Comics I want to like, 2000AD Now and Deadline which are/were obviously not written for me, but I try to enjoy what I can.

Nothing current apart from AD, (and the Megazine, which at the moment scores higher than AD) I keep meaning to try Com.X or whatever they are called, but I forget everytime I go near a comic shop and I'm not buying Gaymes Workshop's Nazi Flavoured Crap.

Oh and Zarjazz, which I wish was out at least every month.  It's big and meaty and the british comic I've enjoyed reading the most, and thank god I can read something with some enthusiasm and ideas in it.

Aaron Smurf Murphy

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Re: Favorite comics
« Reply #4 on: 15 June, 2002, 09:06:57 pm »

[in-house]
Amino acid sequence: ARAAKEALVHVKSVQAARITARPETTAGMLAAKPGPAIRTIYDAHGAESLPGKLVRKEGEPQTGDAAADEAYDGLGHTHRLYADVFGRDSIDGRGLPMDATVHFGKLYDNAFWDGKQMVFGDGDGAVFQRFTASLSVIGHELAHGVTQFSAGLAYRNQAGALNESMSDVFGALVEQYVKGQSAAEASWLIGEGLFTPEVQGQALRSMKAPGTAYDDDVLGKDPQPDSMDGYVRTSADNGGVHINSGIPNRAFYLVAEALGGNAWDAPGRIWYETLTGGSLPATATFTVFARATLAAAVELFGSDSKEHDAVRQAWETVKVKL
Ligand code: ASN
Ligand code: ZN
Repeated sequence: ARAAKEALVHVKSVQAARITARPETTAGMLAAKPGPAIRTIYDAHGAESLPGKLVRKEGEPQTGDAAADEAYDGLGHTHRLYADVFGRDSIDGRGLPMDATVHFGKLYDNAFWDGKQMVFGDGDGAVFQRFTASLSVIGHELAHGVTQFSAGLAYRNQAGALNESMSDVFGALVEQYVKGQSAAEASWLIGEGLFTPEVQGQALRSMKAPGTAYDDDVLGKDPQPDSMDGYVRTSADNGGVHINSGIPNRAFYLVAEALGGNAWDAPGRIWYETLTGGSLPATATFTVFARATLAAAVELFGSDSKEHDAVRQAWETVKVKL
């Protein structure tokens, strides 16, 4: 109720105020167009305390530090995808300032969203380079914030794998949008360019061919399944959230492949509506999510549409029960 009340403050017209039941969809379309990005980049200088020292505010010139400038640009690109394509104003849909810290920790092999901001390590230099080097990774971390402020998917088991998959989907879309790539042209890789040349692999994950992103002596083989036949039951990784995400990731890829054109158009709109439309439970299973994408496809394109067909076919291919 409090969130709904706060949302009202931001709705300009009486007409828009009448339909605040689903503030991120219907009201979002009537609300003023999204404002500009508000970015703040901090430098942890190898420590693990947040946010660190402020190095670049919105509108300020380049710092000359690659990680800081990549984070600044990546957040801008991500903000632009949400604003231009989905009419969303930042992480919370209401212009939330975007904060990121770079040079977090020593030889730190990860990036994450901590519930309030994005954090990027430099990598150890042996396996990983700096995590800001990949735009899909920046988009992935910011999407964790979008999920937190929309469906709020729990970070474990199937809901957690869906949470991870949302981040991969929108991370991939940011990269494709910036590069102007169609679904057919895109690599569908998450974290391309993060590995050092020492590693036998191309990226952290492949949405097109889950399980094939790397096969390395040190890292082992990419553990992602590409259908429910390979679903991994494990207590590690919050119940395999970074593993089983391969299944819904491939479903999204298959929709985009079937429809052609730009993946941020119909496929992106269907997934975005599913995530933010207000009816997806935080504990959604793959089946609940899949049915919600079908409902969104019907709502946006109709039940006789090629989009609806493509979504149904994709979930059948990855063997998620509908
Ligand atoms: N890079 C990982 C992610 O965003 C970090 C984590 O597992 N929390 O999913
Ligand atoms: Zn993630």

Lazarys Churchyard and Tank Girl are all time greats it has to be said. Someone should really release another Deadline/BLAST! type thing. It could actually work with all the comic films doing the rounds at the moment.

Finnigan

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Re: Favorite comics
« Reply #5 on: 15 June, 2002, 09:24:25 pm »
Action and Battle are by far my favourites next to 2000AD, but I also had a soft spot for Tiger and Victor in the late seventies. One of my most vivid childhood memories is reading the copy of Action where Hookjaw bites off Rick Mason's head, the obvious hero of the strip being killed. Gave me nightmares for days! The feeling was repeated in the final panels of Flesh Book One where the paeleontologists are having dinner inside the skeleton of Old One Eye and one of them gets killed, but it just wasn't quite as shocking as Action.

By the way, I was under the impression that Eric Bradbury and Ian Gibson were the same artist, just that he calls himself Eric Bradbury when he draws in that style. Anybody know if this is true or not?

paulvonscott

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Re: Favorite comics